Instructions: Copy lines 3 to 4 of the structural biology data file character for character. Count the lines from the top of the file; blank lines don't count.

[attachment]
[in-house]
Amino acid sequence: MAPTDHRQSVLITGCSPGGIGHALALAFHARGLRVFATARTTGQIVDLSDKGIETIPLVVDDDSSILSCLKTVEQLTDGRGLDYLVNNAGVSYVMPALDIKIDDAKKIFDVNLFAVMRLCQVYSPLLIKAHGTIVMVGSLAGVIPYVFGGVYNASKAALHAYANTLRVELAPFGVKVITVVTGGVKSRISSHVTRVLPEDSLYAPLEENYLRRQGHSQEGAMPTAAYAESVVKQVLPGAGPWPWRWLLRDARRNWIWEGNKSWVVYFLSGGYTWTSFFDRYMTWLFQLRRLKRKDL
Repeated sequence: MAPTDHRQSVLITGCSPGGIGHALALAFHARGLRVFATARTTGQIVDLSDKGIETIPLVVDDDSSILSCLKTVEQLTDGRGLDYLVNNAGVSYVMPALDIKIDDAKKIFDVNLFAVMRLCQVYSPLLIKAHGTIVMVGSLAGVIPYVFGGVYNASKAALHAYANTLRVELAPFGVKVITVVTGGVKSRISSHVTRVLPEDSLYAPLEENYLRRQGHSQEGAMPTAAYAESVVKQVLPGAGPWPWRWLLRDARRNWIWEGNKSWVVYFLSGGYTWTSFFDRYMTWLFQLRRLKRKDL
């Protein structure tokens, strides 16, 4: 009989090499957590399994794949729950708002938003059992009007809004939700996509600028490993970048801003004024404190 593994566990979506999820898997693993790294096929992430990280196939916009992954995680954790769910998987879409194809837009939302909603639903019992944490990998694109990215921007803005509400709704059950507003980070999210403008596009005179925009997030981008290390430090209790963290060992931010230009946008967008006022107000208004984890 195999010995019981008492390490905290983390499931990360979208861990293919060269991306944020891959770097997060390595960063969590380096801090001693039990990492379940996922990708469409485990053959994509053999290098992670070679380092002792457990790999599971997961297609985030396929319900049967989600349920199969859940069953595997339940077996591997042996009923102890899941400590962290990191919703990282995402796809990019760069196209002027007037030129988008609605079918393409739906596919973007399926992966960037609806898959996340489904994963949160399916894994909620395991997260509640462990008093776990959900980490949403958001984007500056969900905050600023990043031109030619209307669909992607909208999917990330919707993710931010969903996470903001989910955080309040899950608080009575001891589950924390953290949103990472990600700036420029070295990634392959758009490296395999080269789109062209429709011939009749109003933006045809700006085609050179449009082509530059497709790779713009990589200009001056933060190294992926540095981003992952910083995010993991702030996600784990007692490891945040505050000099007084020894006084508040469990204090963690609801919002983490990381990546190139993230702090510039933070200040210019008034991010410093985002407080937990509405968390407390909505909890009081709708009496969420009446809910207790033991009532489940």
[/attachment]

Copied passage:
Repeated sequence: MAPTDHRQSVLITGCSPGGIGHALALAFHARGLRVFATARTTGQIVDLSDKGIETIPLVVDDDSSILSCLKTVEQLTDGRGLDYLVNNAGVSYVMPALDIKIDDAKKIFDVNLFAVMRLCQVYSPLLIKAHGTIVMVGSLAGVIPYVFGGVYNASKAALHAYANTLRVELAPFGVKVITVVTGGVKSRISSHVTRVLPEDSLYAPLEENYLRRQGHSQEGAMPTAAYAESVVKQVLPGAGPWPWRWLLRDARRNWIWEGNKSWVVYFLSGGYTWTSFFDRYMTWLFQLRRLKRKDL
């Protein structure tokens, strides 16, 4: 009989090499957590399994794949729950708002938003059992009007809004939700996509600028490993970048801003004024404190 593994566990979506999820898997693993790294096929992430990280196939916009992954995680954790769910998987879409194809837009939302909603639903019992944490990998694109990215921007803005509400709704059950507003980070999210403008596009005179925009997030981008290390430090209790963290060992931010230009946008967008006022107000208004984890 195999010995019981008492390490905290983390499931990360979208861990293919060269991306944020891959770097997060390595960063969590380096801090001693039990990492379940996922990708469409485990053959994509053999290098992670070679380092002792457990790999599971997961297609985030396929319900049967989600349920199969859940069953595997339940077996591997042996009923102890899941400590962290990191919703990282995402796809990019760069196209002027007037030129988008609605079918393409739906596919973007399926992966960037609806898959996340489904994963949160399916894994909620395991997260509640462990008093776990959900980490949403958001984007500056969900905050600023990043031109030619209307669909992607909208999917990330919707993710931010969903996470903001989910955080309040899950608080009575001891589950924390953290949103990472990600700036420029070295990634392959758009490296395999080269789109062209429709011939009749109003933006045809700006085609050179449009082509530059497709790779713009990589200009001056933060190294992926540095981003992952910083995010993991702030996600784990007692490891945040505050000099007084020894006084508040469990204090963690609801919002983490990381990546190139993230702090510039933070200040210019008034991010410093985002407080937990509405968390407390909505909890009081709708009496969420009446809910207790033991009532489940």